It is reported that Honda plans to offer hydrogen fuel cell vehicle at costs competitive with gasoline mid-size cars by 2020 although its 2005 hand-built predecessor to the Clarity cost about $1 million.[3]

In July 2014 Honda announced the FCX Clarity would be discontinued and replaced by a new and higher-volume hydrogen fuel-cell vehicle to be introduced.[6]

Running costs[edit]

It is reported in 2009 that hydrogen made from natural gas cost about $5 to $10 per kilogram in California, and after compression cost and transportation cost, retails for $12-$14 per kilogram. Although it was more than double the equivalent amount of gasoline during the summer of 2009, fuel-cell cars have double the efficiency of similar models with a gasoline engine. The FCX Clarity averaged 60 miles per kilogram of hydrogen.[10]


The FCX Clarity's features include an AM-FM car radio with CD player, integration for iPod and iPhone, a USB port, auxiliary input, a voice-activated GPS navigation system, XM satellite radio, cloth seating surfaces, Bluetooth, and digital instrumentation.


Since the car's unveil at the 2007 Los Angeles Auto Show, it was reported in May 2008 there were 50,000 people inquiring about the car through its Web site.[4]

Honda Clarity (2016–present)[edit]

Honda Clarity Fuel Cell
2017-03-07 Geneva Motor Show 0840.JPG
Manufacturer Honda
Also called Honda Clarity FCV
Production 2016–present
Body and chassis
Class Mid-size
Body style 4-door sedan
Layout FF layout
Electric motor Fuel cell-powered 130 kW (170 hp)
Range 366 mi (589 km) (EPA)
Wheelbase 2,750 mm (108.3 in)
Length 4,895 mm (192.7 in)
Width 1,877 mm (73.9 in)
Height 1,478 mm (58.2 in)
Curb weight 1,875 kg (4,134 lb)
Predecessor Honda FCX Clarity

Fuel Cell[edit]

Retail deliveries of the 2017 Honda Clarity Fuel Cell began in Southern California in December 2016. The Clarity is available in 12 approved Honda dealerships located in select California markets, including six dealerships in Southern California, five in the San Francisco Bay Area, and one in Sacramento.[11] The Clarity Fuel Cell, with range of 366 mi (589 km), has the highest EPA driving range rating of any zero-emissions vehicle in the U.S, including fuel cell and battery electric vehicles.[11] The 2017 Clarity also has the highest combined and city fuel economy ratings among all hydrogen fuel cell cars rated by the EPA, with a combined city/highway rating of 67 miles per gallon gasoline equivalent (MPGe), and 68 MPGe in city driving.[12]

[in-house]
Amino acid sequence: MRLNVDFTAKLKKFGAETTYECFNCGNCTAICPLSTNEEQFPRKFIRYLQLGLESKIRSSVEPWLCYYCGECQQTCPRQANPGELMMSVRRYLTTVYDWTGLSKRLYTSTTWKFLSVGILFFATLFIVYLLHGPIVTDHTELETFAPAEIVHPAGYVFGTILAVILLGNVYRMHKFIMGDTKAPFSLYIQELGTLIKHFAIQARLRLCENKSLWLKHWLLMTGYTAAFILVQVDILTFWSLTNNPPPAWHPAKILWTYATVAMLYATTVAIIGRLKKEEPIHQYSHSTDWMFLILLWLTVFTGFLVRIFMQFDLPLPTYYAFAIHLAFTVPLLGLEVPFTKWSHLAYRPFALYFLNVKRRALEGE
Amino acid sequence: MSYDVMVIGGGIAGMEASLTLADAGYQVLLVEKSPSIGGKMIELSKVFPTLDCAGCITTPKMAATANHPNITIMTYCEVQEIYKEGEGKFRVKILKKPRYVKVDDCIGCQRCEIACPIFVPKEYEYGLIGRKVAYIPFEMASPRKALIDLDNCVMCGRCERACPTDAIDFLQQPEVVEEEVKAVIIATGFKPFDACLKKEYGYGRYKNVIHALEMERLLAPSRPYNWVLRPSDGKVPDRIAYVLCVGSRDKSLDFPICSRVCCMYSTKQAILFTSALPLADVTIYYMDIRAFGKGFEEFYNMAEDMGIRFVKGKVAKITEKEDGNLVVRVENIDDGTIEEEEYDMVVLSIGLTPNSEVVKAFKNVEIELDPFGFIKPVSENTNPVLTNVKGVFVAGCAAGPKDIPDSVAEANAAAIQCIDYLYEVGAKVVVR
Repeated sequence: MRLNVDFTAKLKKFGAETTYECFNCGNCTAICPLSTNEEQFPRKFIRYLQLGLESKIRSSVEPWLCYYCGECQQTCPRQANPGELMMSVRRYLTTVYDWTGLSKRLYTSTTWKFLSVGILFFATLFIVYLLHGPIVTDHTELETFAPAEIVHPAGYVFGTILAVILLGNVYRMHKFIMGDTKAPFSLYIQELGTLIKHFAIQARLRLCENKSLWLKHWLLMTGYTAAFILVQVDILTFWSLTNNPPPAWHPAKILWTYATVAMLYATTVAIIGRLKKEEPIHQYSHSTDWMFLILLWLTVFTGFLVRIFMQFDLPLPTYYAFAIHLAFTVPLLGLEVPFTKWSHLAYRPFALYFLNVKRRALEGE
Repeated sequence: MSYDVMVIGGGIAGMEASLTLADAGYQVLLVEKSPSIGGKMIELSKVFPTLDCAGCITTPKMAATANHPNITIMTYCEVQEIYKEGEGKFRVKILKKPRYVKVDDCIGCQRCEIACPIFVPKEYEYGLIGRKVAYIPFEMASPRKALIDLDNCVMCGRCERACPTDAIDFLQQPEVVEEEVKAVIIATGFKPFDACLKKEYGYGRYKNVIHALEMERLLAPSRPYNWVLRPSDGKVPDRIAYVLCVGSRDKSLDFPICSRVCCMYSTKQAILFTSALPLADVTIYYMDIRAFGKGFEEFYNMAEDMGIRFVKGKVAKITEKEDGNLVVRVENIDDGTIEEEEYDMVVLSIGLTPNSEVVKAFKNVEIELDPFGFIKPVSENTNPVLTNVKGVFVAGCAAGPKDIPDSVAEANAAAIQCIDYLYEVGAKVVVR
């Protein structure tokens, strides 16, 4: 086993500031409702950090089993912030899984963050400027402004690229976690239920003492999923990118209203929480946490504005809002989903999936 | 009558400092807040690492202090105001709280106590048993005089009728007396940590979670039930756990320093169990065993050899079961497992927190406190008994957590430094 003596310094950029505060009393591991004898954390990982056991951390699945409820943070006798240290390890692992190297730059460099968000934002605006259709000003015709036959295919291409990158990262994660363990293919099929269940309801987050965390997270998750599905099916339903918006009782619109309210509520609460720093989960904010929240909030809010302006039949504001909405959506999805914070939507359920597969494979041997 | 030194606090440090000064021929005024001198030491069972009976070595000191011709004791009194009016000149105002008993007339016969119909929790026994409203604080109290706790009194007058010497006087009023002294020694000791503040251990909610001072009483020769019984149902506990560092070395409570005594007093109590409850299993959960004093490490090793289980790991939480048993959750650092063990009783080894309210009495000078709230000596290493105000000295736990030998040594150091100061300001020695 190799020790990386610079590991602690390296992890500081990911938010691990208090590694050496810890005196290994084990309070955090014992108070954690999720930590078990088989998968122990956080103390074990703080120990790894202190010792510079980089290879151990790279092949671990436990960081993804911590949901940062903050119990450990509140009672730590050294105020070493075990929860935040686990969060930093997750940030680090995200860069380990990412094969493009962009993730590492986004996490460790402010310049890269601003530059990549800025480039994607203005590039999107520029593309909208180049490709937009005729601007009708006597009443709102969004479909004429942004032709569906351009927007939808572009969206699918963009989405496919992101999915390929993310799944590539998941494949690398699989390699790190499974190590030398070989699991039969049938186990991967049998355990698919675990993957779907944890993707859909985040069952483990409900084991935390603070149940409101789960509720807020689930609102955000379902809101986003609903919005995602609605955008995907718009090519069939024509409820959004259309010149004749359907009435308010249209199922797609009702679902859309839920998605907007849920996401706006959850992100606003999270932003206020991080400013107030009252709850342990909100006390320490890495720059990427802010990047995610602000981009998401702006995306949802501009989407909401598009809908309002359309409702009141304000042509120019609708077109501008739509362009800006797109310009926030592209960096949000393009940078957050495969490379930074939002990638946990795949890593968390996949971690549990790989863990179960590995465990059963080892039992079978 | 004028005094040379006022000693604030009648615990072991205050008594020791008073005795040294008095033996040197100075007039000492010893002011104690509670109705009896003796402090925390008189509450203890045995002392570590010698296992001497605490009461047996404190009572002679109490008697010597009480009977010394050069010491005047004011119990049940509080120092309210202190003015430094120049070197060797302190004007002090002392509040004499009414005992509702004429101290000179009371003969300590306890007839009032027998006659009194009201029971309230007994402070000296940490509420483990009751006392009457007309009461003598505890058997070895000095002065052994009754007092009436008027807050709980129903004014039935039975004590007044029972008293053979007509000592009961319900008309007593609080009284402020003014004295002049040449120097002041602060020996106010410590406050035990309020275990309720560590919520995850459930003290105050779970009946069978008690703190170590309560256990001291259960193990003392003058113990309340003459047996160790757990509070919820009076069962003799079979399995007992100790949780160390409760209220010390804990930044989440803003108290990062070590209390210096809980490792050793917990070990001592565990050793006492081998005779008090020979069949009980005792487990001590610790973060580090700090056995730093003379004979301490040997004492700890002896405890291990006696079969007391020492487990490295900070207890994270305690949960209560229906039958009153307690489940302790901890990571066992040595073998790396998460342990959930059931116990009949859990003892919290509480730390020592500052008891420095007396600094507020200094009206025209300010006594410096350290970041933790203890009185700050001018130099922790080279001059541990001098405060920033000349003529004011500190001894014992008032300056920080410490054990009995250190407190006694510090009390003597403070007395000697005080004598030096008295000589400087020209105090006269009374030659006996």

Electric and plug-in hybrid[edit]

In April 2016 Honda announced that in addition to the new generation Clarity Fuel Cell, two additional variants will be added to the line-up, the Clarity Electric and Clarity Plug-in Hybrid, both slated for release in the U.S. in 2017. The all-electric Clarity EV with 80 miles of range at around $35,000[13] will be launched first, and the plug-in hybrid model will be launched later in 2017. The plug-in hybrid is expected to have an all-electric range of 40 mi (64 km), and it will be available in all 50 states.[14]

Fuel economy ratings[edit]

The following table shows fuel economy ratings from the United States Environmental Protection Agency test procedures for both, the 2014 FCX Clarity and the 2017 Clarity Fuel Cell, expressed in miles per gallon gasoline equivalent (MPGe). One kg of hydrogen is roughly equivalent to one U.S. gallon of gasoline.[12]

Vehicle Model year Combined
fuel economy
fuel economy
fuel economy
Honda FCX Clarity 2014 59 mpg-e 58 mpg-e 60 mpg-e 231 mi (372 km)
Honda Clarity Fuel Cell 2017 67 mpg-e 68 mpg-e 66 mpg-e 366 mi (589 km)

Tax credits[edit]

FCX Clarity[edit]

On 25 July 2007 the United States Internal Revenue Service announced that the Honda FCX Clarity met the requirements of the Alternative Motor Vehicle Credit as a qualified fuel cell motor vehicle. Purchasers of the 2005 and 2006 Honda FCX were eligible for a US$12,000 Section 30B(b) income tax credit, but consumers are not currently allowed to purchase the vehicle, as it is still available only for leasing, and only in Southern California, where public hydrogen refueling stations are available.[citation needed] The tax credit expired in 2014.[15]